The theme of Brad Treliving’s offseason this year will be filling in the gaps on the Flames roster: Right wing, bottom three defense, and the goaltender problem.
When Treliving arrived there was still some foundational work to be done. Since then, Calgary’s core has mostly filled out with the maturation of Johnny Gaudreau, Sean Monahan, Mikael Backlund, and T.J. Brodie, as well as the addition of guys like Sam Bennett and Dougie Hamilton.
What’s left is solving the crease dilemma and buffing up the supporting cast with guys who are a.) capable and b.) relatively cheap.
Calgary has the wherewithal to sign maybe one more star or at least impact player thanks to the departure of Dennis Wideman, Deryk Engelland, Ladislav Smid, and Brandon Bollig. After that, it will be about bargain hunting – or aggressively promoting and developing the supporting cast from within the org. Entry-level contracts are the best value deals in the NHL, after all.
— Southern_point (@Southern_point1) May 19, 2017
The fourth line is a headache if Treliving can’t trim the fat this summer. It’s difficult to promote from within or operate efficiently with Matt Stajan, Lance Bouma, and Troy Brouwer clogging roster spots and sucking up $10M in cap space.
If Vegas isn’t inclined to take any of those guys and if Calgary can’t find a partner willing to absorb a bad deal, they may have to consider a demotion (Bouma) or buyout (Brouwer) to clear things up a bit.
A buyout of Brouwer’s deal would cost the Flames $9M, or a $1.5M cap penalty that would stretch over six seasons according to Cap Friendly. That is a big chunk of dough and we’re only one year into his deal, so I doubt Flames ownership will find that palatable.
Calgary can save over $1M on Bouma’s deal by moving him to the minors (the cap allowance for demotions goes up slightly next season). That said, his replacement is likely to cost close to that amount, so the savings is a wash. The only reason to do this, then, is the player replacing Bouma is considered more useful to the team.
And maybe the team does that. No doubt they are itching to see Mark Jankowski slide up to the show this season, so there’s a chance they swap him out for Bouma. That lets Janko “intern” with Stajan on the fourth line for a year before the latter moves.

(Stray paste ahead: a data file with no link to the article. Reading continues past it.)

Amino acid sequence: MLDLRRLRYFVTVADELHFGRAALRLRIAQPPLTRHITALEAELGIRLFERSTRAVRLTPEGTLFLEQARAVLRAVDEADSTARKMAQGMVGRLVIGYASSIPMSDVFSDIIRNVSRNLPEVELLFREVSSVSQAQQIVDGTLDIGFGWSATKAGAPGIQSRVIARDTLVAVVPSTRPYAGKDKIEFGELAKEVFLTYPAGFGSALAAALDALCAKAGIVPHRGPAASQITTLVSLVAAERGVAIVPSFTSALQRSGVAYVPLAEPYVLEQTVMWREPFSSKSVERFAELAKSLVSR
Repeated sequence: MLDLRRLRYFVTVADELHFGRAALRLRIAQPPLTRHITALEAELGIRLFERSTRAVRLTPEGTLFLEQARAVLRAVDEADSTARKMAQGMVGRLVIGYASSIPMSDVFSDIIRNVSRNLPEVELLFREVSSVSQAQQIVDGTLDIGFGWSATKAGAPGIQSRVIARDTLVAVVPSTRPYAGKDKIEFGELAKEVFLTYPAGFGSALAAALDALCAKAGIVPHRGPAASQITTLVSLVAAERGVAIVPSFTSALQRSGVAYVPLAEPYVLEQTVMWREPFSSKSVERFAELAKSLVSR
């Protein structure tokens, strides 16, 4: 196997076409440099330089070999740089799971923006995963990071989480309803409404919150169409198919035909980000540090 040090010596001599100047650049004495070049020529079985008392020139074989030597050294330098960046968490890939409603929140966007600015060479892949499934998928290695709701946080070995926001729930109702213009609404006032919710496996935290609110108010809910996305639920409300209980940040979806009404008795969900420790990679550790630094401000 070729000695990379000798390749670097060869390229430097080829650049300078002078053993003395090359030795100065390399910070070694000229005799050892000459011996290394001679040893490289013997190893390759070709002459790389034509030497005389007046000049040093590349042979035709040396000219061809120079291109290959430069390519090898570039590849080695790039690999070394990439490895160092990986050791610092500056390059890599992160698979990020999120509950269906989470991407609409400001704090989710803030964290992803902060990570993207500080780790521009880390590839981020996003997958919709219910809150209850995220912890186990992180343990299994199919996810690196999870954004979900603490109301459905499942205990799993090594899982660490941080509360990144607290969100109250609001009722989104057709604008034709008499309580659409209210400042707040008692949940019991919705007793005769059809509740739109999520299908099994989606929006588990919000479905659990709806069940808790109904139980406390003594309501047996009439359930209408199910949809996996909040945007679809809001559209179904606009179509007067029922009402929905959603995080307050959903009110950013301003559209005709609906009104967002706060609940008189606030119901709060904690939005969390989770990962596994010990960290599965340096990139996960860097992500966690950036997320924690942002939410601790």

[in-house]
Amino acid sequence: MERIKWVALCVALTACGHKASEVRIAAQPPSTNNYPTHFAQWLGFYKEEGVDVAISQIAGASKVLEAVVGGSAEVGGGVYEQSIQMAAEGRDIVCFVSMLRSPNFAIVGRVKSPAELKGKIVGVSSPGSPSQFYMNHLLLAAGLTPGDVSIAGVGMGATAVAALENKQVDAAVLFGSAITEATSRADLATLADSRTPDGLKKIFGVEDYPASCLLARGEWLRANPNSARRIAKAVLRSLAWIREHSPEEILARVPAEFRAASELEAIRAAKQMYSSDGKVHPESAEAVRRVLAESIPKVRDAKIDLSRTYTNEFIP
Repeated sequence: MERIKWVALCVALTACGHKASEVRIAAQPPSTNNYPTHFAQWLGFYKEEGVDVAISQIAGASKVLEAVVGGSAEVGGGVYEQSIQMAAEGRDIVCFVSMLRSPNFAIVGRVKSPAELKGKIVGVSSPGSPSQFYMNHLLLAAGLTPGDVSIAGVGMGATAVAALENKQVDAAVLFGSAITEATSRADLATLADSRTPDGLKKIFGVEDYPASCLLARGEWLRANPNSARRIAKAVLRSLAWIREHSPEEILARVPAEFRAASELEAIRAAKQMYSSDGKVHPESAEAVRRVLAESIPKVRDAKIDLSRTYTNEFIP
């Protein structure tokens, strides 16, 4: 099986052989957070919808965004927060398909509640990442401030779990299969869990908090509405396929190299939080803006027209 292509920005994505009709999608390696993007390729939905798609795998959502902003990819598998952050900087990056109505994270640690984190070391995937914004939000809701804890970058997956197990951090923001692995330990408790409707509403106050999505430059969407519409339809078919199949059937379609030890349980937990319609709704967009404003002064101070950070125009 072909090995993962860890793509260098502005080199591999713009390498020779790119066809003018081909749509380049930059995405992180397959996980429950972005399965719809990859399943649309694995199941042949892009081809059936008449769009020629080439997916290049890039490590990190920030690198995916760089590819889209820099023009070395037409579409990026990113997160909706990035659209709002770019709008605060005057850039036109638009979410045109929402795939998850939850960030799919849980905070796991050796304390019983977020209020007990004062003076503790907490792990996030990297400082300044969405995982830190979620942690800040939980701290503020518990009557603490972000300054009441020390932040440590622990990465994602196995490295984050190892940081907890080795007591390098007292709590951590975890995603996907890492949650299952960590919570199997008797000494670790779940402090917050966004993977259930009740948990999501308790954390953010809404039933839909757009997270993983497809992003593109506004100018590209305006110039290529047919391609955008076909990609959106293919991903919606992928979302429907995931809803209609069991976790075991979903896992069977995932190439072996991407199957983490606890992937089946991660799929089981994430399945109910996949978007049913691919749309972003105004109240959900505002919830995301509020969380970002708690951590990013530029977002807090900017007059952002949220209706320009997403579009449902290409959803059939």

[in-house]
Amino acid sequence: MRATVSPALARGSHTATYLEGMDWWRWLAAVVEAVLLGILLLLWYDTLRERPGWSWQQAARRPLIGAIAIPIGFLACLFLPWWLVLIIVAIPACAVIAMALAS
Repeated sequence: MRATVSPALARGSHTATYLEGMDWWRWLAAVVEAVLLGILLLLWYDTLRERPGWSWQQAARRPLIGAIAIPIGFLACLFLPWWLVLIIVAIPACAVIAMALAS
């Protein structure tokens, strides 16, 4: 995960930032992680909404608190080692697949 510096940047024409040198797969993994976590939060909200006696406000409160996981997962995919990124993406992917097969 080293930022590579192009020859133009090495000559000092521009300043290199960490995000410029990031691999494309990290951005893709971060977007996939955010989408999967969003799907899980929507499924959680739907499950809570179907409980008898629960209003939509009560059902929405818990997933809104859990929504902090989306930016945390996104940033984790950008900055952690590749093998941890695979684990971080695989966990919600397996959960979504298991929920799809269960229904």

— Kat (@ktcant) May 19, 2017
Brett Kulak is clearly the top candidate right now given his age and experience. However, it wouldn’t surprise me if Rasmus Anderson and Oliver Kylington get a look at some point. The darkhorse is also 21-year-old Brandon Hickey, depending if he signs or not.
Kulak has quietly put up good underlying numbers during his 30 games in the NHL so far. If he’s not snagged by Vegas, it makes the most sense to give him a shot to finally make the team outright. We’ll see if any of the other hopefuls make a case for themselves otherwise.
— Scott MacMahon (@Scott_MacMahon) May 19, 2017
We can’t really speculate on this topic right now since we don’t know how the expansion draft will shake out. In addition, the entry draft and then free agency both occur in rapid succession after expansion, further muddying the waters.
I think Calgary’s best bet this year is to go shopping for defensive depth on the UFA market. While they probably aren’t in the market for Shattenkirk, they can potentially land decent options like Brian Campbell or Cody Franson for reasonable deals.
— Corsi Jones (@vowswithinhb) May 19, 2017
Like Daniel Pribyl or Jakub Nakladal, I don’t think Calgary can plan around Rutta if he happens to sign here because he’s a still relatively unknown commodity. At 26, the hope would be he could step in and be an NHLer right away, but it’s impossible to be certain until that happens.
With Rutta, I would tentatively pencil him onto the third pairing, but be completely prepared for him to spend the entire season in the AHL.
— Cameron Hilton (@cameron_hilton) May 20, 2017
It would certainly help. Calgary’s starboard side is in particular disrepair these days thanks to the Brouwer gamble going south. Right now the Flames only have Michael Frolik (left-handed) and a converted left winger Micheal Ferland (also left-handed) to populate the top six.
As such, I would say that Drouin is not the ideal candidate for the Flames since he’s also a left-handed left winger. As Mike pointed out in this article, the big get for Calgary this summer would be Nino Niederreiter from the Wild. Not only is he big (212 pounds), young (24), and right-handed, Nino is everything the Flames need to round out the top of the rotation right now. He’s an above-average scorer at even strength and way above average at driving possession, particularly in terms of suppressing shots against:
This is the linemate that could take Gaudreau and Monahan to the next level. Personally, I would be willing to put Calgary’s 16th overall pick as a starting point for negotiations in order to land this player.
— Justin (@iggyfan12) May 19, 2017
The Rangers seem to be somewhat ambivalent about Hayes, so it’s hard to say. They are definitely in an expansion bind, so it wouldn’t surprise me if they make him available.
Hayes isn’t in Drouin or Niederreiter territory, so the asking price should be lower – perhaps much lower if NY gets desperate. Unfortunately, the Flames also lack the currency that is typical to these kinds of deals with no second or third rounder in the upcoming draft. That means they’d have to dip into the prospect pool a bit or convince the Rags to take a couple of 2018 picks instead (unlikely).
So what do the Flames have to offer then? Some combination of Kylington, Andersson, Hickey, Jankowski, Mangiapane, Matt Phillips, Dillon Dube, and Adam Fox and/or mid-round pick might get it done.